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Reynolds and Reynolds Patriarch R. H. Grant Dies

Press release from the issuing company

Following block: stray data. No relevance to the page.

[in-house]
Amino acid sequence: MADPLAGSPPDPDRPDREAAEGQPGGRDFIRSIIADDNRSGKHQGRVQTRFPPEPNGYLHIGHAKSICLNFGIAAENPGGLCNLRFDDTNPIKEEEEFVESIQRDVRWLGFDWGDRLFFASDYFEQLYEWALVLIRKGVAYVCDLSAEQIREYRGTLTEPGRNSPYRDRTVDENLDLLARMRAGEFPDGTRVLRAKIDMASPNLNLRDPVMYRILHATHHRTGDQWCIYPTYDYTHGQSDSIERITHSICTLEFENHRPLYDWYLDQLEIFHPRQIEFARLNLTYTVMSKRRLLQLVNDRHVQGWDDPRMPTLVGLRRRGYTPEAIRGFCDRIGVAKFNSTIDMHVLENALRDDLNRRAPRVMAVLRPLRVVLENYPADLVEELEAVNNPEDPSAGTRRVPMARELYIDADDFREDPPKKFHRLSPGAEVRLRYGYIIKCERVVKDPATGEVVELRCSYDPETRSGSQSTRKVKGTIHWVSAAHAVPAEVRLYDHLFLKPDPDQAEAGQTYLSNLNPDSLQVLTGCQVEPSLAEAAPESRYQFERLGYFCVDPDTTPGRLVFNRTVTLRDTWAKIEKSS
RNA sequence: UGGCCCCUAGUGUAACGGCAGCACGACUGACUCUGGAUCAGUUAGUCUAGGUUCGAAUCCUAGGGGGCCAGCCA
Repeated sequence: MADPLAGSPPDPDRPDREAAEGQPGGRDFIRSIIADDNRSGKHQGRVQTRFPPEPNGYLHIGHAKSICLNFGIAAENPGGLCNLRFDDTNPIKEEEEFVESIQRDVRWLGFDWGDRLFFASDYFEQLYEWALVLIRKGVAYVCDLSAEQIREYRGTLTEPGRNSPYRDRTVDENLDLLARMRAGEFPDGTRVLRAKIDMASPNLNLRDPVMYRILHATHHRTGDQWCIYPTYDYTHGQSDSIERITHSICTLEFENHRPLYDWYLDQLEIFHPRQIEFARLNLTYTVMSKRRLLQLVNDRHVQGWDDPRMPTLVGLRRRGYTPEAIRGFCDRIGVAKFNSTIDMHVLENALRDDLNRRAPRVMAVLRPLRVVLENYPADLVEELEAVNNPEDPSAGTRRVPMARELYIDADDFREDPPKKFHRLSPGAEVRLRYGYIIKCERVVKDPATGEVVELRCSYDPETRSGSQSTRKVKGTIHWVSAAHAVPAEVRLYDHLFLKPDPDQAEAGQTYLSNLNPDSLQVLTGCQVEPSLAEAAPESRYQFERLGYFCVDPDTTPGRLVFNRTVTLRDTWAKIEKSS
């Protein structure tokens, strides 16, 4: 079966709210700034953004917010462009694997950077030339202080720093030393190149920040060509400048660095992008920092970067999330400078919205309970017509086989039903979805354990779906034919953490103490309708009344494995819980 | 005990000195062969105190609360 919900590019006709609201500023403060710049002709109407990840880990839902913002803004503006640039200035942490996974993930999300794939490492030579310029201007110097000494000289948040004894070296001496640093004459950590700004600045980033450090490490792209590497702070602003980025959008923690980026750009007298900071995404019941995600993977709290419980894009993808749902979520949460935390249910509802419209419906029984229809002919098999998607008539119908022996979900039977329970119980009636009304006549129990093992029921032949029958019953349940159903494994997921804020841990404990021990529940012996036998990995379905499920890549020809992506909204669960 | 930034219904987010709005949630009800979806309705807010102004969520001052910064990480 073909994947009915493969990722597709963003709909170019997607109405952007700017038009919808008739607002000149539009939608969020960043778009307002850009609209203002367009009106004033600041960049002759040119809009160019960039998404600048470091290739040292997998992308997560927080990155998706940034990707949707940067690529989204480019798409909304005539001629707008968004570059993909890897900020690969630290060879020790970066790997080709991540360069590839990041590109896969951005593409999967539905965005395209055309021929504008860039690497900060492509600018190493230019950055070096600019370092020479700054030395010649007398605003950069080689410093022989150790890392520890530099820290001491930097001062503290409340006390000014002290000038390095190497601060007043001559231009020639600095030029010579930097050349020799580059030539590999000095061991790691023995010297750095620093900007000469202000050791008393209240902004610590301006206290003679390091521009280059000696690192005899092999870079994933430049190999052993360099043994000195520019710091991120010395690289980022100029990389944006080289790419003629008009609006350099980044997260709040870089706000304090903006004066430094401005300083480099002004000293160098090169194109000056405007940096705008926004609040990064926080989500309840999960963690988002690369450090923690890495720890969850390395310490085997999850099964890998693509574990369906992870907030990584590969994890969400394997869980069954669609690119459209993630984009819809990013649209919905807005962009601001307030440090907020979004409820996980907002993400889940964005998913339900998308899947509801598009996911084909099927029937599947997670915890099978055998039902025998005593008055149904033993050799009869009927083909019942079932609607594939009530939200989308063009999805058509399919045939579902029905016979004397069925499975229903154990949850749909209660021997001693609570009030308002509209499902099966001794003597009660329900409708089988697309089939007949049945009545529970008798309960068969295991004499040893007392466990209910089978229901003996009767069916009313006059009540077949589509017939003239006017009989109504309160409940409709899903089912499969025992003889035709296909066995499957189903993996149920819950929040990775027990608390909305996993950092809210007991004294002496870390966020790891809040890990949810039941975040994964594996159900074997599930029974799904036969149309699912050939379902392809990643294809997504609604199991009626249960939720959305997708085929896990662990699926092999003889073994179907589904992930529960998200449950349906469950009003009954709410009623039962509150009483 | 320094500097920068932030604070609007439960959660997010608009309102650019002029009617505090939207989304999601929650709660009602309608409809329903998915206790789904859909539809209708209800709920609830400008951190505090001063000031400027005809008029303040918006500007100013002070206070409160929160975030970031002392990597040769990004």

DAYTON, Ohio, June 6, 2001 -- R. H. (Dick) Grant Jr., former chairman of the board of The Reynolds and Reynolds Company (NYSE:REY), died Tuesday in Palm Beach, Fla. where he maintained his permanent residence. Mr. Grant, who also had homes in Dayton, Ohio and Essex, Conn., died following a brief illness. He was 88. Memorial services will be held at 10 a.m., Tuesday, June 12, at Normandy United Methodist Church, 450 West Alexandersville-Bellbrook Road in Dayton, Ohio. The family will receive friends immediately following the services at Moraine Country Club, 4075 Southern Boulevard, Dayton. A private burial, for family members only, will be conducted at Centerville Cemetery. In lieu of flowers, contributions can be made to the Salvation Army, P.O. Box 7, Dayton, Ohio, 45402. Condolences may be sent to the attending funeral home’s Web site via the guest book at www.routsong.com. Mr. Grant's family purchased Reynolds and Reynolds in 1939, and maintained controlling interest until 1992. In June of 1992, Mr. Grant converted his Class B shares of Reynolds stock to Class A shares, reducing the Grant family's voting power from 44.5 percent to 24.5 percent. "That act was his vote of confidence in the management of the company and his continued pledge to do what is best for Reynolds and Reynolds," said Reynolds Chairman David R. Holmes. Grant's father, R. H. Grant Sr., after success as a top sales manager at NCR and Delco Products, was hired by General Motors in 1923 to make its Chevrolet division competitive with Ford. He later directed the entire GM sales force with spectacular results. It was during his sales tenure from 1929-1944 that General Motors' sales soared to dominate the automotive market. General Motors' volume ballooned to $26 billion and net profit to $2.461 billion during that 16-year period. In the late 1930's, Grant Sr. saw an opportunity to market a uniform accounting system with Reynolds and Reynolds, which had been producing business forms and paper-based accounting systems for automobile dealers. Purchasing the company in 1939, he invited his son, R. H. Grant Jr., to join the firm. R. H. Grant Jr. became president of Reynolds in 1941. He served in that position until 1957 when he became chairman. Mr. Grant resigned from the Reynolds and Reynolds chairmanship in February of 1982 and remained a board member until February 2000 when he became director emeritus. Under his leadership, the company grew from sales of $1.9 million in 1940 to $1 billion today. During the advent of computerization in the 1960’s, he led Reynolds’ transition from solely producing business forms to becoming an information management company. “Mr. Grant really endeared himself to the Reynolds employees,” Holmes said. “He personified all of our core values, particularly, ‘People are the essence of our company.’ He was a very warm person with a great sense of humor. He fostered a family atmosphere and our associates loved him. We’re all saddened by his passing. We will miss him and will keep his family in our prayers.” President and CEO Lloyd “Buzz” Waterhouse said, “In my short time with the company I’ve been very impressed with how Mr. Grant has maintained a high level of interest in the company, its progress and bright outlook for the future. I’ve also been inspired by his unwavering love of the associates and his deep commitment to providing the highest levels of customer satisfaction.” A native of Dayton, Mr. Grant had been active with other business interests, civic groups and the local Republican Party. Until the early 1960's, for more than 20 years, Mr. Grant was a partner in Grant, Brownell & Co., a former Dayton investment firm. He was a major investor in the construction of Dayton’s Grant-Deneau building on Fourth and Ludlow streets when it was built in the late 1960's. He later sold his interest in the high-rise structure now known as the Miami Valley Tower. He was a director emeritus of Dayton’s former State Fidelity Federal Savings & Loan Assoc., past chairman and board member of Dayton's Salvation Army, former board member of Miami Valley Hospital, the Dayton Area Chamber of Commerce and the Dayton Junior Achievement. Mr. Grant was chairman of the Montgomery County GOP Finance Committee from 1949 to 1959 and from 1967 to 1969. He was an avid sailor and an active member in several prominent yachting and angling clubs along the Eastern Seaboard and Caribbean Islands. Survivors include his wife, Helen King Grant; son, R. H. (Rick) Grant III of Dayton, Reynolds board member and former senior vice president of Reynolds International; daughter, Gail Grant Slingluff of Rumson, N.J., four grandchildren and eight great-grandchildren.

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